REVIEW: It’s Not Scribble To Me by Kate Ritchie and Illustrated by Jedda Robaard

Published: 29th October 2018

Publisher: Puffin Books, An imprint of Penguin Books Australia

Pages: 32

Format: Hardback Picture book

RRP: $19.99

5/5 Stars 

A warm and hilarious story about a cheeky little bear who’s bursting with creativity.

Have you ever had so many wonderful, wild and beautiful ideas that paper isn’t enough to hold them all?

Bear has. Upstairs and downstairs, outside and in, the whole house is covered in Bear’s colourful art – even Bear’s little sister. Can Bear convince her parents that she’s creating more than just ‘scribbles’?

All families will relate to this funny story of toddler cheekiness and charm, written by Kate Ritchie, author of I Just Couldn’t Wait to Meet You and illustrated by Jedda Robaard.

It’s Not Scribble To Me by Kate Ritchie and Illustrated by Jedda Robaard is a unique picture book with universal appeal. With gentle but poignant reminders to parents and adult readers, it’s the kind of book that is incredibly creative and imaginative, supportive and defining, but also incredibly stunning to behold. It’s a one of kind picture book that reads slightly different to readers in all walks of life and ages. Simply put, I loved it.

It’s Not Scribble To Me at its base level is a picture book aimed at parents, but for kids, that gently reminds everyone that those pesky scribbles that we yell and scream about for being messy, out of control, inconvenient and well, naughty, are not ill-conceived, malicious or intended to harm or hurt. Instead, they are a childlike expression of story, imagination and free expression that perhaps needs a guiding hand into more ‘traditionally accepted’ mediums.

Told through the family of bears, It’s Not Scribble To Me  has a child like focus and voice, as Bear tells us exactly what her highly creative and imaginative images are that decorate and are scrawled all over her house. She speaks to her parents about how her images are not simply drawings, but rather stories told through colour and imagintation in the only tool she has at her reach – pens, paints and crayons. The images that fill her mind and imagination are literally transferred to the pages and spill over into every available surface (floors, walls, bathrooms… the list is endless etc). When her family figures, as illustrated by Jedda Robaard, are pictured grumpy, angry, yelling and disheartened, Bear’s voice remains passionate and innocent as she explains how exactly those drawings are not just scribbles to her.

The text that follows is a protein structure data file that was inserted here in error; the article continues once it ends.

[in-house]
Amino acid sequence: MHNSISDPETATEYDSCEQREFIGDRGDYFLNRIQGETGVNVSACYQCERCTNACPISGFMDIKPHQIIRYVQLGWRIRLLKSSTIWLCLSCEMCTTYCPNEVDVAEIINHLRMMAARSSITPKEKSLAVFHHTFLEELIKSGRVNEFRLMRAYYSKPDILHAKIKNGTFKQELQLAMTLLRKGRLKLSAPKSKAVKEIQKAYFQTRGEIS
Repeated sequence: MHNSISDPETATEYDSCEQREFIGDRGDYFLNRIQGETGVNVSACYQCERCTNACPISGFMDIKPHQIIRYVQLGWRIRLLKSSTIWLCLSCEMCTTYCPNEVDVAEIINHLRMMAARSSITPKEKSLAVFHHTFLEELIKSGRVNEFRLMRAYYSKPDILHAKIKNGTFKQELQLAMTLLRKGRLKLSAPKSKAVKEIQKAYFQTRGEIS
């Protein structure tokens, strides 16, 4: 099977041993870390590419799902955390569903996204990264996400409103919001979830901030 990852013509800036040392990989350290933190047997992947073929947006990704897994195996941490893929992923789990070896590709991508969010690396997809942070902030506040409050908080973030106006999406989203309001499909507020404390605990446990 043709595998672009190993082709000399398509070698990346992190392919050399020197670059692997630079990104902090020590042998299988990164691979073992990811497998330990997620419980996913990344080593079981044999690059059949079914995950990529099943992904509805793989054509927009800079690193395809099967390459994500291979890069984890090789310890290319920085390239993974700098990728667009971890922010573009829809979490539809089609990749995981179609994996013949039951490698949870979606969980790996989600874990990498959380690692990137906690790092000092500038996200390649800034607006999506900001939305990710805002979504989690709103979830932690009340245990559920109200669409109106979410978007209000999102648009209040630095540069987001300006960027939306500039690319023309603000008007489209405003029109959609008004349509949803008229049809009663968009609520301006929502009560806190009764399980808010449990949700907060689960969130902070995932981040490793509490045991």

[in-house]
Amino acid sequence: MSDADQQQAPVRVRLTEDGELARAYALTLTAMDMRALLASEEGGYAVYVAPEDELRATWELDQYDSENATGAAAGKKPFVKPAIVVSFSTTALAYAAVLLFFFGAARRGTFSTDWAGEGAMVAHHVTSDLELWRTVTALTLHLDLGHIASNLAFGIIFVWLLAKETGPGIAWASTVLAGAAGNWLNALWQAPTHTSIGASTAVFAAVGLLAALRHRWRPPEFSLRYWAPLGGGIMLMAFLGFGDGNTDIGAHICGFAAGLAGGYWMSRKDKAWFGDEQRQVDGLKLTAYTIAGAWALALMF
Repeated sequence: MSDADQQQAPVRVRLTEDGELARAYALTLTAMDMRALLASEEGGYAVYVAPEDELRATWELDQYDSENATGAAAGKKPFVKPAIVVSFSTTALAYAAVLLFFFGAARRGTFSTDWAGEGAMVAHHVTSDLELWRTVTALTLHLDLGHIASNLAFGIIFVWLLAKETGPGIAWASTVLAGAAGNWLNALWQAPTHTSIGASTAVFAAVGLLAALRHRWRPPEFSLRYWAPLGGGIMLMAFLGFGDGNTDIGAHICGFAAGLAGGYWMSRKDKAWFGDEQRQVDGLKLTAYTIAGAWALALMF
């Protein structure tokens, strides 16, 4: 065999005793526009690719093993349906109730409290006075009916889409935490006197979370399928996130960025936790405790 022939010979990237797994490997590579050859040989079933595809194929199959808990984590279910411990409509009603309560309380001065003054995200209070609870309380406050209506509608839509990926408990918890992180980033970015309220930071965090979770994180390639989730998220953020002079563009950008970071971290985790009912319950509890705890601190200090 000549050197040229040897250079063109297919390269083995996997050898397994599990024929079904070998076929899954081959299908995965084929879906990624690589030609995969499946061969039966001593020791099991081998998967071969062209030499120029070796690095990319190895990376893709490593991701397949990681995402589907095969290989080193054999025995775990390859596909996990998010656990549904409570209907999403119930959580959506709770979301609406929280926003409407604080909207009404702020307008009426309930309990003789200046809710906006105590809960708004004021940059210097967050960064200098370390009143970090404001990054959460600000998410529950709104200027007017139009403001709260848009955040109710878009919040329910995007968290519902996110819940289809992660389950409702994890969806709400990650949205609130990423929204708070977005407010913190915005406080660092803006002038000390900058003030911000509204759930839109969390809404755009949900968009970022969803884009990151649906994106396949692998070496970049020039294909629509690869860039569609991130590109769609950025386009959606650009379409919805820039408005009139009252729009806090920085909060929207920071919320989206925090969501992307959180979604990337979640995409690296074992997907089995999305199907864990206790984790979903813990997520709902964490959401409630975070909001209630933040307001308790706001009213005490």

In full disclosure, I’m not a parent, and I can see how highly controversial this book has the potential to be; for it does indeed initially read as an excuse and encouragement for children to draw on every available resource and surface as long as they have a good ‘story’ to back it up. But that’s not what this book is actually about. In fact, I feel like the intended purpose of this story, apart from entertainment value, is as a teaching resource available to both parents and children alike. For adults, its a reminder to not be so quick to anger; to stop and listen and explain to the child in question about where best their artistic interpretations are better left (on the paper and not the walls), and perhaps even a comment on the need to not squash, limit and destroy a child’s inner and true artistic ability (even when it looks like stick figures) and creative process . For children, it’s a starting point to learn about the better ways to express themselves artistically and a way to open communication into their thought and creative/imaginative process.As well as a somewhat humours reminder that walls are not for drawing on.

I truly believe that Kate Ritchie has developed an intensely complex narrative concept, but uniquely simple and creative delivery  that appeals to readers of all ages. Her text, and story, is simply and easy to understand. Using short sentences and a child like voice full of innocence, hope and wonder, the narrative is easy to loose one self in.

Jedda Robaard’s illustration are striking and empowering when combined with Ritchie’s text. Featuring full double page illustrations, full of intense colour explosion and perfectly capturing a childlike wonder and innocence that is sure to transport everyone back to their childhood.

It’s Not Scribble To Me is a highly creative and imaginative text that will appeal to readers of all ages and artistic abilities. It’s a reminder to stop and listen, and a learning tool in how to better channel communication and artistic expression.

To purchase a copy of It’s Not Scribble To Me, visit the following online retailers:

Penguin Books Australia | Amazon Australia | Amazon US | Angus & Robertson | Booktopia | Boomerrang Books | DymocksQBD |

 

To learn more about Kate Ritchie, visit the following social media pages:

 Penguin Books Australia | Instagram | Facebook

To learn more about Jedda Robaard, visit the following social media pages:

Jedda’s Website | Facebook | Instagram | Pinterest | Twitter 

 

One thought on “REVIEW: It’s Not Scribble To Me by Kate Ritchie and Illustrated by Jedda Robaard

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